Police have taken some people into custody following violent demonstrations Sunday night in Mong Kok, which has been the scene of several anti-government and anti-mainlander protests in recent months.
At least eight protesters, aged between 28 and 68, have been arrested for allegedly assaulting police officers and obstructing their work.
The arrests came after nearly 100 people staged a demonstration, blocking three south-bound traffic lanes on Nathan Road outside the Sino Centre, Apple Daily reported.
Protesters turned angry as the police used pepper spray and other tactics to disperse the crowd.
Among the arrested was Wang Deng-yao, who is said to have taken part in pro-democracy demonstrations in Beijing’s Tiananmen Square 25 years ago.
The cases are being handled by the West Kowloon regional crime unit.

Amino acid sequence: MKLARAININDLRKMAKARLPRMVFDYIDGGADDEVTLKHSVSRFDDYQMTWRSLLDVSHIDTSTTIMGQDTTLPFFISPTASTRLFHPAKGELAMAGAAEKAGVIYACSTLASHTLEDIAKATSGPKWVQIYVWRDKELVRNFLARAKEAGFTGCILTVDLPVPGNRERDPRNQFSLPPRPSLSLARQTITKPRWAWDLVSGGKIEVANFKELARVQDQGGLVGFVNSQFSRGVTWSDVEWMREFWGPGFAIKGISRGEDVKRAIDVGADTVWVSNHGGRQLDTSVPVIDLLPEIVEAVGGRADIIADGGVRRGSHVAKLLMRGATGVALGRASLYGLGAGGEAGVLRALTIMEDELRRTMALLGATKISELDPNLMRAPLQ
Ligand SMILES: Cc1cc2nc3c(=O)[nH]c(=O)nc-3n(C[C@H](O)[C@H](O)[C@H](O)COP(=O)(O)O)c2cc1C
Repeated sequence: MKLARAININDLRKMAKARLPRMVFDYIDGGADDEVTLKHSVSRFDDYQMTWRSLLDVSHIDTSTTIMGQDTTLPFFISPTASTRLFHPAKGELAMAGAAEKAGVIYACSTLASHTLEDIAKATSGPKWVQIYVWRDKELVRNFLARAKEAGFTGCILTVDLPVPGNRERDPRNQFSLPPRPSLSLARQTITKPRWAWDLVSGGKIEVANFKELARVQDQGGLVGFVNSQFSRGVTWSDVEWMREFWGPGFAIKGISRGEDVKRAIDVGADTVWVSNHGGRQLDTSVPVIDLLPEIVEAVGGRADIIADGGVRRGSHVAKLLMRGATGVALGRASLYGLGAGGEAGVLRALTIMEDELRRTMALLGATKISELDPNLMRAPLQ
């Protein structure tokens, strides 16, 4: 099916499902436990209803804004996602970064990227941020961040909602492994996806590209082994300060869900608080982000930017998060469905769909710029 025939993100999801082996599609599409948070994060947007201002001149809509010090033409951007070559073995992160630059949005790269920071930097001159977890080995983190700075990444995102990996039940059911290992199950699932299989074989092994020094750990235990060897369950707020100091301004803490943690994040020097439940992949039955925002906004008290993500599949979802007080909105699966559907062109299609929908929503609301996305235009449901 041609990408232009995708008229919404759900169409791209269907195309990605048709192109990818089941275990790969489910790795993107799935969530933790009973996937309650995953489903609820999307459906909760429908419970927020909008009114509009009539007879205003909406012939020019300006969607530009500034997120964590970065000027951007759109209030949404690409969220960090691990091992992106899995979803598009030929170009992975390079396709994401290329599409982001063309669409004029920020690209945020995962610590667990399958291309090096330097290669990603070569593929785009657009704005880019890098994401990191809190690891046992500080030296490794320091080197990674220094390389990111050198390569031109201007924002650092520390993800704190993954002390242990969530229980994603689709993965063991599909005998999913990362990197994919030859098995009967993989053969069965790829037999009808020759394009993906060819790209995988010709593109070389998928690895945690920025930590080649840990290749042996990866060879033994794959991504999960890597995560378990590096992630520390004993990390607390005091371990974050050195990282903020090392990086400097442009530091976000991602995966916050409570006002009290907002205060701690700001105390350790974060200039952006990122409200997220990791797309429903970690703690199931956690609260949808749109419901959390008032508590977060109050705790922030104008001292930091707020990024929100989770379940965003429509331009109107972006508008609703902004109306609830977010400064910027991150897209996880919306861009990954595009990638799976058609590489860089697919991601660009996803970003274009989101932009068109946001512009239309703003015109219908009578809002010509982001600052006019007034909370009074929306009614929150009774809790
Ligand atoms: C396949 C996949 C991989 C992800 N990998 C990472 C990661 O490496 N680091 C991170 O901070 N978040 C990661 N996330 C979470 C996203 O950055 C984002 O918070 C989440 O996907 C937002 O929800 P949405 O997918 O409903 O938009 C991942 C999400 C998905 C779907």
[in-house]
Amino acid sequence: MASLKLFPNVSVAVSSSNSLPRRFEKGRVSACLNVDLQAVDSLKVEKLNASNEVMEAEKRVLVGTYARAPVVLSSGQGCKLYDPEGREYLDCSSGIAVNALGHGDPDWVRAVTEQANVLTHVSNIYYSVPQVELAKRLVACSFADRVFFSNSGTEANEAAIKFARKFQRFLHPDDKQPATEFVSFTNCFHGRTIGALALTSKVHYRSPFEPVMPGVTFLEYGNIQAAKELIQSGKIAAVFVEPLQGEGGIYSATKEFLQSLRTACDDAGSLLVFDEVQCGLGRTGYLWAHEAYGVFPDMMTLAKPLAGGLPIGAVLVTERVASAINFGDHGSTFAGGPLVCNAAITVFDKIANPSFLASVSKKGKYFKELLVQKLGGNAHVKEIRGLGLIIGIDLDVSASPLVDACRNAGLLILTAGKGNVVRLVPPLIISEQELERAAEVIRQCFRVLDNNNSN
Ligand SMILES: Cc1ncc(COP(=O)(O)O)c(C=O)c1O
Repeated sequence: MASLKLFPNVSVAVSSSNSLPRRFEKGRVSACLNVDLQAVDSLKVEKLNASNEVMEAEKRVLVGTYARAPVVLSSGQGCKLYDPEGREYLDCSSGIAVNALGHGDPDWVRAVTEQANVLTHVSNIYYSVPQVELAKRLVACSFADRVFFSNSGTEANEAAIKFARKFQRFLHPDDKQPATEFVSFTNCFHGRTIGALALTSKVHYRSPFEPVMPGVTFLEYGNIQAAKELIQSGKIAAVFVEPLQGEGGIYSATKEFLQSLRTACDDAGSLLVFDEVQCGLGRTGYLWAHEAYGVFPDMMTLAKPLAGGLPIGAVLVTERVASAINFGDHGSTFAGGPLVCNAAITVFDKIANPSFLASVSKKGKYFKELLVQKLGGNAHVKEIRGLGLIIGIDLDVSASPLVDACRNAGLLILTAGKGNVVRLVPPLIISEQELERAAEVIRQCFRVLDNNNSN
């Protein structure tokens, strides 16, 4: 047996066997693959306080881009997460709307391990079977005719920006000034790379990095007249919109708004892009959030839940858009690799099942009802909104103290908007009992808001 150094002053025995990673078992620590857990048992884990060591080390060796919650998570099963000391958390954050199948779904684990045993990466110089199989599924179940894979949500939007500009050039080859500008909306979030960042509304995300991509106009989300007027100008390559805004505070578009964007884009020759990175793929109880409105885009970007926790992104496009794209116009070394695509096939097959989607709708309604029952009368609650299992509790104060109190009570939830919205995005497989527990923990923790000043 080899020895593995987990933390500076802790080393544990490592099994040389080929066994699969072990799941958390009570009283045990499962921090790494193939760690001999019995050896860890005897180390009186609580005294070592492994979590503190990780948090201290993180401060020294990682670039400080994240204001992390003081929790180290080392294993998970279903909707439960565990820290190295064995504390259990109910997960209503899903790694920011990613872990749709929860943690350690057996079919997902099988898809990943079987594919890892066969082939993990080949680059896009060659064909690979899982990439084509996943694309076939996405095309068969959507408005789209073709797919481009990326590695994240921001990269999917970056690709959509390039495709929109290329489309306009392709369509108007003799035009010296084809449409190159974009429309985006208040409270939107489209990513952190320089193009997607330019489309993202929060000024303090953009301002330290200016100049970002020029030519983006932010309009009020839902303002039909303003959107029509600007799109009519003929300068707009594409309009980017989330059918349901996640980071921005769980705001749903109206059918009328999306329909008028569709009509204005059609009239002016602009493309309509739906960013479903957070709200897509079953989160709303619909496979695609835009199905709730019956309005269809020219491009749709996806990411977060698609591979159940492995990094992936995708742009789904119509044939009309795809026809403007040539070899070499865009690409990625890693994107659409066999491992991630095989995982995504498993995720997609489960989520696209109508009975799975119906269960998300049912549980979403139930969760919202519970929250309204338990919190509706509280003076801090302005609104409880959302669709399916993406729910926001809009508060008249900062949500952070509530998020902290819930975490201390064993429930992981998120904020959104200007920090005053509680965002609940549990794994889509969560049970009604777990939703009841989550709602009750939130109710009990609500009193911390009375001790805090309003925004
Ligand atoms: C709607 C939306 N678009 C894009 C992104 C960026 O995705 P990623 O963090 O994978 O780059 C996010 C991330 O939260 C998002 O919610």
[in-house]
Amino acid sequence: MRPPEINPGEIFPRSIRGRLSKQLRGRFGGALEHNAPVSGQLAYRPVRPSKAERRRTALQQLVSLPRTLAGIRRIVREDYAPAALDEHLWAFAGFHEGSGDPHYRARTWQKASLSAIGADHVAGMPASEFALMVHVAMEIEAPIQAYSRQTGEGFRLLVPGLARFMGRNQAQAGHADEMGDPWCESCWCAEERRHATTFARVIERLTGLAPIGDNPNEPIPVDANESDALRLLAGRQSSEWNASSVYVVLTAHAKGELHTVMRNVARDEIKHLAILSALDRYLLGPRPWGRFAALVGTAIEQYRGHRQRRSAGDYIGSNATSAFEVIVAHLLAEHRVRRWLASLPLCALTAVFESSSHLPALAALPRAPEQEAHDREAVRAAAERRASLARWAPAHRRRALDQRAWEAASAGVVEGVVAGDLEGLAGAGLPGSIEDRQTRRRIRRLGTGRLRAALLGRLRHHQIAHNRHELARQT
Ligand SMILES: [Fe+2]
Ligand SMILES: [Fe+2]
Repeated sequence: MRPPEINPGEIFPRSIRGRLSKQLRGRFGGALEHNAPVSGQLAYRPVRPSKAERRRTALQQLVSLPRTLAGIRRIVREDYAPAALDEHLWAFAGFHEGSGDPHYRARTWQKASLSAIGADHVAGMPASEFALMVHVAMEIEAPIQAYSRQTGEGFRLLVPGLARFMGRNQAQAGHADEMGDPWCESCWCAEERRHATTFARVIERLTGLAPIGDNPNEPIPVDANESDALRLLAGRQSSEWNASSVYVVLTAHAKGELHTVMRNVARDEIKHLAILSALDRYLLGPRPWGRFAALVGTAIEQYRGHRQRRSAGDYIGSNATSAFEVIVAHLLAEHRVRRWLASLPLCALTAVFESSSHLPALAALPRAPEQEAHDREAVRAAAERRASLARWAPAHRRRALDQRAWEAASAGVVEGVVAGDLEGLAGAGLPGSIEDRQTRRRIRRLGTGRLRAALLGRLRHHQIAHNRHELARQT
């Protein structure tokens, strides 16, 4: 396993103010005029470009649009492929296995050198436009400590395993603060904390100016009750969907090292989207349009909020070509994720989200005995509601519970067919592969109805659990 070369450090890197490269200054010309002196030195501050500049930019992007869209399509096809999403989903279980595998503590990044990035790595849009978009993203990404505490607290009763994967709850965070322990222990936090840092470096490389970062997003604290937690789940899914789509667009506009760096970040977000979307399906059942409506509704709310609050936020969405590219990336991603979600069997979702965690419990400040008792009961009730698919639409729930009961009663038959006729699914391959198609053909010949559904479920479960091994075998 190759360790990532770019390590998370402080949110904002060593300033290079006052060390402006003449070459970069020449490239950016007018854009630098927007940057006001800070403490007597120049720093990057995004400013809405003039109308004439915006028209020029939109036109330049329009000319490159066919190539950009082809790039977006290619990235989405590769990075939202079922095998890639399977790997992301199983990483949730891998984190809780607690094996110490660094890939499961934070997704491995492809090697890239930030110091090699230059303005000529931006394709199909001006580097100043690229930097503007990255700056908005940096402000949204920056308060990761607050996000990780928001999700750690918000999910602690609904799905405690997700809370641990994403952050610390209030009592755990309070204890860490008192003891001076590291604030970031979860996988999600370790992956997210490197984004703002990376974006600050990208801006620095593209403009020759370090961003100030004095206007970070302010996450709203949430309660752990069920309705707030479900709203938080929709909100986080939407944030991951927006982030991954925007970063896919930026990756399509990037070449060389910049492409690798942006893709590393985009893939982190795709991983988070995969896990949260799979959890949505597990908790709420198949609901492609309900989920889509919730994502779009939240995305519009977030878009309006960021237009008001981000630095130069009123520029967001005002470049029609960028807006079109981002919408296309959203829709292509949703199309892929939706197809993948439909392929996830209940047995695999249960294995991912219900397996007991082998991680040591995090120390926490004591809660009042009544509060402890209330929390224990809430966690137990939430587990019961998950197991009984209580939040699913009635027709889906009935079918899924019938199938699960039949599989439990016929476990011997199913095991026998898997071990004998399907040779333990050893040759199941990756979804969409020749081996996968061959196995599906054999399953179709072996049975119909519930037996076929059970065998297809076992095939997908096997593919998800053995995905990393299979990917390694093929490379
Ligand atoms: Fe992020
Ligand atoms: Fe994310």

The police said three male and two female officers were injured in the clashes.
By around 1 am Monday, some 200 protesters gathered outside the Mong Kok police station and demanded that the arrestees be released.
As some people tried to barge in to the station, police officers stood guard with shields and while some colleagues made video recordings.
By 2 am, protesters blocked vehicular access on Prince Edward Road West, using rubbish bins and other objects, forcing some cars to turn around.
A TVB news crew vehicle was surrounded by protesters and saw some water bottles being thrown at it.
The TV station condemned the attack, saying it constituted an assault on press freedom. The Hong Kong Journalists Association also slammed the violence against frontline journalists.
Some protesters regrouped in Mong Kok Monday night at around 9 pm, waving signs calling for genuine universal suffrage and denouncing Chief Secretary Carrie Lam, Justice Secretary Rimsky Yuen and Constitutional Affairs Secretary Raymond Tam for their role in promoting the government’s political reform proposal.
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